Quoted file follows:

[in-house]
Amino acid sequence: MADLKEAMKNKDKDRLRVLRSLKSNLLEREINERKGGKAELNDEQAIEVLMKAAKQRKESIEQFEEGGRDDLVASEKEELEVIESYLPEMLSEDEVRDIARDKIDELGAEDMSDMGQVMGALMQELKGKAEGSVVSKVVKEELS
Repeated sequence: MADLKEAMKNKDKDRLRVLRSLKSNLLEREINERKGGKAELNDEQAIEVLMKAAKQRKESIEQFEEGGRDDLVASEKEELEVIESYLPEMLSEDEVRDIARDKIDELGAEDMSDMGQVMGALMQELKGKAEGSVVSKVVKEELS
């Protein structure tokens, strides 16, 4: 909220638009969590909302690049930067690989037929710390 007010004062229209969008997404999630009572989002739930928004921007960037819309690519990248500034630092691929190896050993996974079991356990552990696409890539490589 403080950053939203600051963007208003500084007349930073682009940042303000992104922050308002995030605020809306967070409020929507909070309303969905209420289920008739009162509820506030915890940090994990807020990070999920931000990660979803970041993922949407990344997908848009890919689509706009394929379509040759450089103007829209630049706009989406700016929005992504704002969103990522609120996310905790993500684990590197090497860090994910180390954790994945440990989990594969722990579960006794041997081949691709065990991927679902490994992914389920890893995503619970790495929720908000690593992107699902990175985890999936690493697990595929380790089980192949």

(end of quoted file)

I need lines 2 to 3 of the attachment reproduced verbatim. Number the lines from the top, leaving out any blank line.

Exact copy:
Amino acid sequence: MADLKEAMKNKDKDRLRVLRSLKSNLLEREINERKGGKAELNDEQAIEVLMKAAKQRKESIEQFEEGGRDDLVASEKEELEVIESYLPEMLSEDEVRDIARDKIDELGAEDMSDMGQVMGALMQELKGKAEGSVVSKVVKEELS
Repeated sequence: MADLKEAMKNKDKDRLRVLRSLKSNLLEREINERKGGKAELNDEQAIEVLMKAAKQRKESIEQFEEGGRDDLVASEKEELEVIESYLPEMLSEDEVRDIARDKIDELGAEDMSDMGQVMGALMQELKGKAEGSVVSKVVKEELS